Crazy Four – Linda Lee



Editor’s note: I first met Linda way back in 2009 off a photography/modelling forum, when I was searching for people to work with. I honestly was quite surprised at the enthusiasm that she brought then, and now I think I can safely say we’ve become friends.

How did we meet?

It was in 2009 when I first chanced upon the thought of photography modelling. I then wondered how it is like to have a shoot with another model, instead of the usual spotlight on me. You did my first –and only.

What’s your Chosen creative pursuit, and how did you get into it?

A shame really, but I have never pursued any of my creative interests like how most admirable people do. My creative pursuits… they appear in thoughts, and soon enough, things just started falling into place of realising it –More out of an impromptu outlet than a specific goal that I have set.

I enjoy writing: Haikus; putting emotions and personal discovery in words.

Modelling… I derive satisfaction in acting, and I settled with photography modelling as it is frequently more feasible a project to make a pastime of.

Handicraft, painting, and sketching… Let ‘s just say: One of my personal best pieces has got to be from this particular wee hours of the morning when I was having some wine to myself –Soon before I know it, I produced, a painting out of sumi ink and rice paper. I have never been exposed to this form of art, and it amazes me how not knowing could often time shred better results than that from a conformed knowledge. 

The very act of allowing my soul the freedom to be in control while I watch with anticipation on what could come out of it. Most importantly, this state of being where I get so absorbed that the world melts away, and it is just me and that moment, merged as one.

That sounds like meditation! A different genre of “creative pursuit” that I am on.

What’s your favourite part of the entire process?

Process: Conceptualization, Execution, Results.
I would say, Execution, where a thought is transformed to reality.

And the hardest part?

The sudden injection of self-consciousness which breaks my momentum of letting go and just be. I find it a challenge when the narrative voice of the control-loving mind makes an appearance.

What’s been your most challenging photo shoot so far? What was so challenging about it, and what did you take back from it?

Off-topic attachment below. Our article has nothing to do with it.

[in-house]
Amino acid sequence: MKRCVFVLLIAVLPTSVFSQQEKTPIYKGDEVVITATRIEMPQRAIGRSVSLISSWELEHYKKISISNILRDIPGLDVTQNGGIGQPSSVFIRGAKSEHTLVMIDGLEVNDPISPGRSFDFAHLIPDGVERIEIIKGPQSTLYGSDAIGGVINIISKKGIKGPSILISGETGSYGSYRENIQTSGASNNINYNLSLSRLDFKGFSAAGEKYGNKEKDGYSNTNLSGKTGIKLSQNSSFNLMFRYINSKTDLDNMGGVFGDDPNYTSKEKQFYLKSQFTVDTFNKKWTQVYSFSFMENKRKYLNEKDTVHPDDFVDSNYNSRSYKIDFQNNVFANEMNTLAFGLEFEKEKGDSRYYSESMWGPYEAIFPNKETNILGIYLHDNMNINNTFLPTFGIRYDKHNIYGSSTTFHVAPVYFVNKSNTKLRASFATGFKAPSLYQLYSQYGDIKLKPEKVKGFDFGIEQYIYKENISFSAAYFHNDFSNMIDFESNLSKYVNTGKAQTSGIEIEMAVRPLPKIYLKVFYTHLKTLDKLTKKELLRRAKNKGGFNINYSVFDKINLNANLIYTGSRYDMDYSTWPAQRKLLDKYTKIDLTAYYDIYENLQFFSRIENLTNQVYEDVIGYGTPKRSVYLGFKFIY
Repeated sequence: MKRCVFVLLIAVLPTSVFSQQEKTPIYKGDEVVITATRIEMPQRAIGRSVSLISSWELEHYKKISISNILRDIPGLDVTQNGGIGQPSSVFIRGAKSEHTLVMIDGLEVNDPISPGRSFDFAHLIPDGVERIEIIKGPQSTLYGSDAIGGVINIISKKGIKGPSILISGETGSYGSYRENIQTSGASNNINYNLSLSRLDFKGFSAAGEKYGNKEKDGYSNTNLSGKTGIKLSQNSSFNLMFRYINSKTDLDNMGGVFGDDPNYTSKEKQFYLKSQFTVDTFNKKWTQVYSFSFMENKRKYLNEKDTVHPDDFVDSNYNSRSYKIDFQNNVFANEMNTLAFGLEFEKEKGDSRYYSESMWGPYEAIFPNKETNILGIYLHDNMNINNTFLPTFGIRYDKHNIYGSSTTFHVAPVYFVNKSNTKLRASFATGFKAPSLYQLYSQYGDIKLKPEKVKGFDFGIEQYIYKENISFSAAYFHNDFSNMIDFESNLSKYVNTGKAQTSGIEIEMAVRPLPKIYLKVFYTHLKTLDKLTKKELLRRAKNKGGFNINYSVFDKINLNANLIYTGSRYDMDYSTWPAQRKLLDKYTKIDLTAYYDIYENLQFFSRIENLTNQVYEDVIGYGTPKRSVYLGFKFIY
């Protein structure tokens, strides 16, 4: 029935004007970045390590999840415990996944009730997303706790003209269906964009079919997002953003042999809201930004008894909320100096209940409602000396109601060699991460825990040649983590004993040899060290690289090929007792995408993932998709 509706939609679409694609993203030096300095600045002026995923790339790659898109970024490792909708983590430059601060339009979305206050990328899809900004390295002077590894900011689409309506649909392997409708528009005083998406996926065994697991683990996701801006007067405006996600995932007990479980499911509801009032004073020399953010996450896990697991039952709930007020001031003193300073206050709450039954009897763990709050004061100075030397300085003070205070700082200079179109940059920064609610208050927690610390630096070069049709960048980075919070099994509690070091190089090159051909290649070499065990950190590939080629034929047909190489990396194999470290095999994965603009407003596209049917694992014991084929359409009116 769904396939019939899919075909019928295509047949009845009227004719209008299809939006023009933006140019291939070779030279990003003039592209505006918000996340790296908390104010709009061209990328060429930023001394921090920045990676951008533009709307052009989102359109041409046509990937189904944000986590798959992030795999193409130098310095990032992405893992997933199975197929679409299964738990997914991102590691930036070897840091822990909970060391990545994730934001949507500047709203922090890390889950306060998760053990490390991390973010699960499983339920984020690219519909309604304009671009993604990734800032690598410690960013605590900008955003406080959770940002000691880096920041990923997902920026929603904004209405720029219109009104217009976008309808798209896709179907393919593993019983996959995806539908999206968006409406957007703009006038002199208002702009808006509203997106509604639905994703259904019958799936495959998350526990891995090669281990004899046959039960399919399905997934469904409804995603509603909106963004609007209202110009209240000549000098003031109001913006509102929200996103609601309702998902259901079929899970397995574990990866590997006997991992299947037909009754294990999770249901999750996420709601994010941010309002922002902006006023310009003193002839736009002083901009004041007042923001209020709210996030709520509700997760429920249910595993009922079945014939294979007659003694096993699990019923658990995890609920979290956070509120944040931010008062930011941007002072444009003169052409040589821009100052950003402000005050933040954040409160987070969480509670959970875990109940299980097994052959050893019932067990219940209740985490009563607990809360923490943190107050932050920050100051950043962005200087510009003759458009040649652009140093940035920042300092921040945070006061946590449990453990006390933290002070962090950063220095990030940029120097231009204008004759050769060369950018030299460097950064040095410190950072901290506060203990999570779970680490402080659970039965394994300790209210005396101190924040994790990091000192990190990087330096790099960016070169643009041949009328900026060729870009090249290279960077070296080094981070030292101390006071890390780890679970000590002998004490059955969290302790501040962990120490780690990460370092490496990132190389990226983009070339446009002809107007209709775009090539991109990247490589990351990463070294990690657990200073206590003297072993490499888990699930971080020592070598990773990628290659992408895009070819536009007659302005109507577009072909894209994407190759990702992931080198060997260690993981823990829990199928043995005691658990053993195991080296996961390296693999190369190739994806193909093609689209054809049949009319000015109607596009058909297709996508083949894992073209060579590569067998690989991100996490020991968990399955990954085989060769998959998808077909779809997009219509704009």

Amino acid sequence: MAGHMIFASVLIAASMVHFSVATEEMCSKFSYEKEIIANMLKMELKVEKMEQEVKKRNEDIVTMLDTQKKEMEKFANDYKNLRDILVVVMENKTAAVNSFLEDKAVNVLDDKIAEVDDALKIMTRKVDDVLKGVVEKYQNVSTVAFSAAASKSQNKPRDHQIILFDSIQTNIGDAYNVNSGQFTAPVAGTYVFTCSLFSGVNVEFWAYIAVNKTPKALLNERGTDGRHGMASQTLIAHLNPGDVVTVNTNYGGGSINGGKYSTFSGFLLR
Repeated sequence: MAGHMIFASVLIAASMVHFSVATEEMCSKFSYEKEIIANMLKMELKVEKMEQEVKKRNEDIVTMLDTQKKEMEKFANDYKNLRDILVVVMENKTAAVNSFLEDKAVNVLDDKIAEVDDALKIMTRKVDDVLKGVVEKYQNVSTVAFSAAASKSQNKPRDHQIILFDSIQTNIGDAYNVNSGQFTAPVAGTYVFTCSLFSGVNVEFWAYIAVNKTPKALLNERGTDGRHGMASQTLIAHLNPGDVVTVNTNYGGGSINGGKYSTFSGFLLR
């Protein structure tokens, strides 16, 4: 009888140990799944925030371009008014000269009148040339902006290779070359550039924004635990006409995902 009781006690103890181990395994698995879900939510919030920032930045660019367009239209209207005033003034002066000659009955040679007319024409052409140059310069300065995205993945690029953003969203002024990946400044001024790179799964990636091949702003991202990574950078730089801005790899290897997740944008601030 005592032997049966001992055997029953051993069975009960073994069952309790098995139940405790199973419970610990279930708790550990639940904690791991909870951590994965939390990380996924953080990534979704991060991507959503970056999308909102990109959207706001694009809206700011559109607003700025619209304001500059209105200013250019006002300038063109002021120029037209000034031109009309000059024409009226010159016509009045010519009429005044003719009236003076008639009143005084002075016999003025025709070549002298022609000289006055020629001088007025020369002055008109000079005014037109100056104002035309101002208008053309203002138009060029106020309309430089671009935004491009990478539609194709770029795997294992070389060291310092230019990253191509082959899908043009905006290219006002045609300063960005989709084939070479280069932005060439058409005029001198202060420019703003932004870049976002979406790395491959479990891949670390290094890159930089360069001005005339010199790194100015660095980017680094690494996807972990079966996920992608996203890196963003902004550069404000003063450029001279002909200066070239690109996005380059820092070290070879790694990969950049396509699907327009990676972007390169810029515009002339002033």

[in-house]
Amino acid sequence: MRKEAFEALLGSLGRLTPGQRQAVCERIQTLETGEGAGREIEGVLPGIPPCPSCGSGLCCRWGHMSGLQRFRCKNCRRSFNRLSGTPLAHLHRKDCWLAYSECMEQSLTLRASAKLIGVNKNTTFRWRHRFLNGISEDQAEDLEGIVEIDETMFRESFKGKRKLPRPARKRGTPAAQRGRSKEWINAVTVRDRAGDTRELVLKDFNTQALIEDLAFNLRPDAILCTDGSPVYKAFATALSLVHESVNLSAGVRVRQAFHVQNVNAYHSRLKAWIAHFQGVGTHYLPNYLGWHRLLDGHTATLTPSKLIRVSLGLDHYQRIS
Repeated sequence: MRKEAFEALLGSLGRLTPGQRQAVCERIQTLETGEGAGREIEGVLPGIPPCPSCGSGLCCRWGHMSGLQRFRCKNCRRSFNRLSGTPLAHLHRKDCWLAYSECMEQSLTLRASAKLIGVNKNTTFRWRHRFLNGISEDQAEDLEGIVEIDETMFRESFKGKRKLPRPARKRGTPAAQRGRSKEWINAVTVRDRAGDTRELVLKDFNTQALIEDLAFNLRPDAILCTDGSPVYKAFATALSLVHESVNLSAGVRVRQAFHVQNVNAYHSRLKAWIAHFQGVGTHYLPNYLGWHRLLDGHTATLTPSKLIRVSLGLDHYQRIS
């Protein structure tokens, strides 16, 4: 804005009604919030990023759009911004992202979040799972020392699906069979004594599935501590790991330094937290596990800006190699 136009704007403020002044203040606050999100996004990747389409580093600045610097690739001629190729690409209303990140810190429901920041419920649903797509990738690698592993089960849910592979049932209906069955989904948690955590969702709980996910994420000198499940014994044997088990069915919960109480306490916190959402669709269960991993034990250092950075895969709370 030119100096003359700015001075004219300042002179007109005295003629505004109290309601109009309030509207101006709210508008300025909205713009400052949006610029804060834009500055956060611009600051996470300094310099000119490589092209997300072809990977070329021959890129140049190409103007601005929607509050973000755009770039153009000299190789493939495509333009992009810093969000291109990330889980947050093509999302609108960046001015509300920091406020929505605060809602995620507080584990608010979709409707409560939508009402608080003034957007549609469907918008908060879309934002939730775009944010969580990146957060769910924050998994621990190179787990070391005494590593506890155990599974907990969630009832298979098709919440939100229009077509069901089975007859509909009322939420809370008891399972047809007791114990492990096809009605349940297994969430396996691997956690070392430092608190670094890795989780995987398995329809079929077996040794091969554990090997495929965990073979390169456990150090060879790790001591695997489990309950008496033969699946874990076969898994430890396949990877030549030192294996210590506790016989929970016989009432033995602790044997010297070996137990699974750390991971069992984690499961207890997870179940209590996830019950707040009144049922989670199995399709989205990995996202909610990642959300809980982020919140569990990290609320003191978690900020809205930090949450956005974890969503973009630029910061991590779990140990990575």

The first that comes to mind now is this editorial coverage that I have been engaged for. A team of a writer and a photographer of a Hong Kong magazine were in Singapore for a local feature.

One of the shoots was for me to be on a fast-speed cable ski on water; Water then, has always caused much fear in me. I could still recall how at that moment, I cast my being aside and took on a persona to focus on the task at hand. I pushed fear away, and refused its existence –Fear disappeared.

I was taken aback upon the succession of the shoot.

I have discovered then, that fear is only another word for the unknown.

What inspires you, and where does that inspiration lead you?

Can I say, a combination of alcohol, quiet wee-hours, and an abundance of energy? I am still on the lookout for something fixed and attainable at a finger’s snap. Oh, and I like being rubbed on by people’s passion and creativity –from actual items, and books, to ideals shared.

When you write, what runs through your mind?

A concoction of emotions, and a dictionary of words to best convert those emotions to written form.

When you’re posing for pictures, how do you get yourself into character? And what goes through your mind when you’re posing for a particular set of photographs?

I put myself in the shoes of the character and visualise a set of mood that best suits it –Accompanying music is a great aid for me too. I then forget about my very being, jump straight into character while being in this state of nothingness. Blank, my mind leaves with my self as the character takes over.

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